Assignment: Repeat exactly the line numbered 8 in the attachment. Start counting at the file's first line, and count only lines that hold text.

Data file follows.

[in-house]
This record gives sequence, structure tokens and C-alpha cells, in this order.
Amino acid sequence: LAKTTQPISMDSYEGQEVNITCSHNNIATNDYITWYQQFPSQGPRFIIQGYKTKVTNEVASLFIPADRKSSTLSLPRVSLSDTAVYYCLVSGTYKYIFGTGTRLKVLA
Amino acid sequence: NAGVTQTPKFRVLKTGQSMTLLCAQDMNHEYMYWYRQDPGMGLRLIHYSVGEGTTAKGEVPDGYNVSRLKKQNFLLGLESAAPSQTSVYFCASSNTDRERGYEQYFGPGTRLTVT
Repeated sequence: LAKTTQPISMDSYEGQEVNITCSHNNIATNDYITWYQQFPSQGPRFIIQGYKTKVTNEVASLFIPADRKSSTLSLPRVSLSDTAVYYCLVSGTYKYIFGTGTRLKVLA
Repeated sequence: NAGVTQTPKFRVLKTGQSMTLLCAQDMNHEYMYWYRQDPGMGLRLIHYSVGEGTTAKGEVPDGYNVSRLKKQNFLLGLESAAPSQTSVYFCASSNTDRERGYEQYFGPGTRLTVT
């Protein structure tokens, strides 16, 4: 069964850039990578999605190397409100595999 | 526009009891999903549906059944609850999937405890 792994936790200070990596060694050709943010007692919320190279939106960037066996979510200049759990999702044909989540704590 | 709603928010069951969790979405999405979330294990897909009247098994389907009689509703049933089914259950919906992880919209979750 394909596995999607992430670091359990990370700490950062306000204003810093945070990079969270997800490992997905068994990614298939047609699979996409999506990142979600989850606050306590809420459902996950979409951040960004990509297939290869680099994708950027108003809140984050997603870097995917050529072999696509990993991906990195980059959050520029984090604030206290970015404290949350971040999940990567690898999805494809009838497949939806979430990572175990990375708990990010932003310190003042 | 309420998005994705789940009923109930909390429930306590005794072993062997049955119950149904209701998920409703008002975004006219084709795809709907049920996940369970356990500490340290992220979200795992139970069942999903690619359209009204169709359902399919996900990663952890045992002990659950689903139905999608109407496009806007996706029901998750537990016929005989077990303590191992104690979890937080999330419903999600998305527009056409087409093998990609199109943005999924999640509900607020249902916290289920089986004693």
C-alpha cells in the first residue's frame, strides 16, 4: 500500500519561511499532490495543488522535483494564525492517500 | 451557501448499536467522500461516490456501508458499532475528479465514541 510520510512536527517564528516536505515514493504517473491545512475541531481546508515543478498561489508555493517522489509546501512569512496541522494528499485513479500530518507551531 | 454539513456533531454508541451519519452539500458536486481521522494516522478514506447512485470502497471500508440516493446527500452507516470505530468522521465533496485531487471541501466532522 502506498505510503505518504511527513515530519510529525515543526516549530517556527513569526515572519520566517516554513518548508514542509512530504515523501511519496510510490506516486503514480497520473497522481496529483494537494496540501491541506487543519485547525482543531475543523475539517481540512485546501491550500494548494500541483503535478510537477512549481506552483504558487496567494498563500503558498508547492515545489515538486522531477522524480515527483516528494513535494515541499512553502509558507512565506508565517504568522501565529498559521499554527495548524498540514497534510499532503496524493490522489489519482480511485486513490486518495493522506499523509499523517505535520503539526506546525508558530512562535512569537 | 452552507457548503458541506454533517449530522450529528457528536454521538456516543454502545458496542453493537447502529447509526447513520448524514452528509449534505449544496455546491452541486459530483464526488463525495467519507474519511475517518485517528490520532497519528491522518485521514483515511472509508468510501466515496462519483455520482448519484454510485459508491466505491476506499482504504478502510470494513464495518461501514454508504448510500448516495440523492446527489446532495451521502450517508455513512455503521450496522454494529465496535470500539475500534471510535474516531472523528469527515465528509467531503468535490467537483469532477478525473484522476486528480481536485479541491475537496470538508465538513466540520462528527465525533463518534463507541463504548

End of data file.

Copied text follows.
C-alpha cells in the first residue's frame, strides 16, 4: 500500500519561511499532490495543488522535483494564525492517500 | 451557501448499536467522500461516490456501508458499532475528479465514541 510520510512536527517564528516536505515514493504517473491545512475541531481546508515543478498561489508555493517522489509546501512569512496541522494528499485513479500530518507551531 | 454539513456533531454508541451519519452539500458536486481521522494516522478514506447512485470502497471500508440516493446527500452507516470505530468522521465533496485531487471541501466532522 502506498505510503505518504511527513515530519510529525515543526516549530517556527513569526515572519520566517516554513518548508514542509512530504515523501511519496510510490506516486503514480497520473497522481496529483494537494496540501491541506487543519485547525482543531475543523475539517481540512485546501491550500494548494500541483503535478510537477512549481506552483504558487496567494498563500503558498508547492515545489515538486522531477522524480515527483516528494513535494515541499512553502509558507512565506508565517504568522501565529498559521499554527495548524498540514497534510499532503496524493490522489489519482480511485486513490486518495493522506499523509499523517505535520503539526506546525508558530512562535512569537 | 452552507457548503458541506454533517449530522450529528457528536454521538456516543454502545458496542453493537447502529447509526447513520448524514452528509449534505449544496455546491452541486459530483464526488463525495467519507474519511475517518485517528490520532497519528491522518485521514483515511472509508468510501466515496462519483455520482448519484454510485459508491466505491476506499482504504478502510470494513464495518461501514454508504448510500448516495440523492446527489446532495451521502450517508455513512455503521450496522454494529465496535470500539475500534471510535474516531472523528469527515465528509467531503468535490467537483469532477478525473484522476486528480481536485479541491475537496470538508465538513466540520462528527465525533463518534463507541463504548